UK Visa Immigration Health Surcharge likely to double

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Written by Sanwar Ali

The controversial Immigration Health Surcharge is likely to double in December 2018, which was originally announced in February 2018. If you wish to avoid the new healthcare surcharge you should make sure you apply for a Tier 2 visa before December 2018.  If you need a Tier 2 sponsor licence first you should apply as soon as possible. 

A number of people have suggested that this tax is very unfair.  People coming to the UK on a work related visa such as the Tier 2 visa already have to pay tax.  The NHS funding comes out of this tax.  On top of this there is this extra charge.  It seems that this increase to the Immigration Health Surcharge will make an unfair situation even worse.

It should be noted that this is paid in advance for the duration of the visa.  There is an amount each year and those with longer term visas will pay more.  However, if you do not stay for the duration of the visa you will usually receive a partial refund. The UK already has the highest or amongst the highest visa fees in the World. 

The people affected by the increase in the Immigration Health Surcharge include the following:

UK Visa Categories

Current Amount

New Amount

Tier 2 Visa Holders and Dependents



Tier 1 Entrepreneur Visa Holders and Dependents



Tier 5 Visa Holders



Tier 4 Visa holders and dependents



Spouse and Partners of UK Citizens and Permanent Residents




The recent 11 October 2018 press release by the Government said that the NHS could receive an estimated £220 million in extra funding thanks to the doubling of the immigration health surcharge.  However, this is misleading.  The NHS has to frequently either pay the immigration health surcharge for overseas workers or lend money to healthcare workers to pay for this charge.  There are also quite enormous Government visa fees that have to be paid.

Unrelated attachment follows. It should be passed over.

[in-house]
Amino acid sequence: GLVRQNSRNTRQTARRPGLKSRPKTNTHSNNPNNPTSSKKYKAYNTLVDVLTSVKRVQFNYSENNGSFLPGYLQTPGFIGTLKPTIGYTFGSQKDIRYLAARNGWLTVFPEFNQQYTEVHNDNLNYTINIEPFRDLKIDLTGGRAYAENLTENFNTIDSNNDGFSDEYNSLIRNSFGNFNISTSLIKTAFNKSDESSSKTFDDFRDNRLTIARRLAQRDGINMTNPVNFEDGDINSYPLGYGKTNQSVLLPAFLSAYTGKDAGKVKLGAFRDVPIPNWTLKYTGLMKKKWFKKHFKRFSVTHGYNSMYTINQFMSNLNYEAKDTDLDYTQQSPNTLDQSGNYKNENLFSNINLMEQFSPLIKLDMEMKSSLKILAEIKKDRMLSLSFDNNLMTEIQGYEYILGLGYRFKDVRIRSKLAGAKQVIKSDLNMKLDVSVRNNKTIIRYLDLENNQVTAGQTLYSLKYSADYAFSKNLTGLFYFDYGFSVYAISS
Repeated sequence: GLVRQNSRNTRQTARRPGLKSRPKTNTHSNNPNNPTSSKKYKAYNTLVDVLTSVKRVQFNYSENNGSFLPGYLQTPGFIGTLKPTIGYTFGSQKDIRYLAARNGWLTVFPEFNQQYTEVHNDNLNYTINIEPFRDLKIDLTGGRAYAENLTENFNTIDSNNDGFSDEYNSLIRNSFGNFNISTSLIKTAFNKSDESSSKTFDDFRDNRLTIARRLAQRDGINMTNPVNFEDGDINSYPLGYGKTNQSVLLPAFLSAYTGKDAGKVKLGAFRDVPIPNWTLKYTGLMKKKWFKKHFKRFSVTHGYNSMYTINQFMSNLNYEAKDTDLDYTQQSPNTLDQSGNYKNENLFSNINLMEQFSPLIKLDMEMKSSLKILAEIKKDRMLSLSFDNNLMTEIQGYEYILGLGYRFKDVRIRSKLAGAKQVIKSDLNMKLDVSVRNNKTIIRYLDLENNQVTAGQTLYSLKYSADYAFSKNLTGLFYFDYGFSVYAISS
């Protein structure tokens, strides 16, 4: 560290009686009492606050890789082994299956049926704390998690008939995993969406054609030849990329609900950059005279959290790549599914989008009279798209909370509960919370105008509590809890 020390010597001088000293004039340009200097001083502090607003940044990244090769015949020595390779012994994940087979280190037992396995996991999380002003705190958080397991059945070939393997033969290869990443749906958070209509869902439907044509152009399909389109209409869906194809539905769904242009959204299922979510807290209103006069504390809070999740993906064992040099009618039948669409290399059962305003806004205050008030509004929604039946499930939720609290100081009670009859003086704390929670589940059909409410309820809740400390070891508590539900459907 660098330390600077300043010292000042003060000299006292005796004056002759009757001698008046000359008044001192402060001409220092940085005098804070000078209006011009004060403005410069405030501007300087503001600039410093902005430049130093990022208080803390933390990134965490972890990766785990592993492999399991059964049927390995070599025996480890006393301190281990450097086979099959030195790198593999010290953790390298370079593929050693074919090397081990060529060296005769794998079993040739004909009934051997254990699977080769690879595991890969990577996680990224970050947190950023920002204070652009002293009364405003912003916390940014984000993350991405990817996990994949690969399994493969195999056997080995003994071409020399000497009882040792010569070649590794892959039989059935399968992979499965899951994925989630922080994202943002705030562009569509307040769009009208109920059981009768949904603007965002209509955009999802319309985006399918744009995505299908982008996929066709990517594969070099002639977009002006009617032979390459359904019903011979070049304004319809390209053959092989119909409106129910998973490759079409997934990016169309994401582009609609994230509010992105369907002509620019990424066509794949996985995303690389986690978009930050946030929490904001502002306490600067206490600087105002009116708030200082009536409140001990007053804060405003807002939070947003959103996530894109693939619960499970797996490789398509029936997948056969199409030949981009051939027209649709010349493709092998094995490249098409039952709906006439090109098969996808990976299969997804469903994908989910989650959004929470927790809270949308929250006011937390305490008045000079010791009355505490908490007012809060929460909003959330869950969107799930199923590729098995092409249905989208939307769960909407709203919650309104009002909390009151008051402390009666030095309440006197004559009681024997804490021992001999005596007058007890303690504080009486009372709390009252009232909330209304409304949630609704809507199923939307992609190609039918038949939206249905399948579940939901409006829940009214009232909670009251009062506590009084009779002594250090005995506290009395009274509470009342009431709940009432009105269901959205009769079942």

UK Visas also claims that since 2015 the Health Surcharge has raised £600m for the Department of Health and Social Care and the health ministries in Scotland, Wales and Northern Ireland.  Again, this does not take into account the Government visa fees that need to be paid by the various Healthcare organisations.

Immigration Minister Caroline Nokes had the following to say:

…”Our NHS is always there when you need it, paid for by British taxpayers. We welcome long-term migrants using the NHS, but the NHS is a national, not international health service and we believe it is right that they make a fair contribution to its long-term sustainability.

I am pleased that we are a step closer to implementing the changes to the health surcharge, and the extra money raised will go directly towards sustaining and protecting our world-class healthcare system.

It is only fair that people who come to the UK make a contribution to the running of the NHS, and even with the increase we still continue to offer a good deal on healthcare for those seeking to live in the UK temporarily.

The changes better reflect the cost to the NHS of treating those who pay the surcharge, as the DHSC estimates that the NHS spends £470 on average per person per year on treating those required to pay the surcharge.

These changes do not affect permanent residents, who are not required to pay the surcharge. Certain vulnerable groups such as asylum seekers and modern slavery victims are also exempt.

Short-term migrants, including those on visitor visas, are generally charged for secondary care treatment by the NHS at the point of access..” can help with Tier 2 visas and Sponsorship Licences

If you need help with a Tier 2 Sponsor Licence or would like help with complying with your Tier 2 Sponsorship Licence obligations can help. Call 0344 991 9222 for further details. has been in the visa business for thirty years, and has helped thousands of people to study, work, invest and live in the UK. We represent clients under Section 84 of the 1999 Immigration Act, and we can advise and assist with your UK visa application.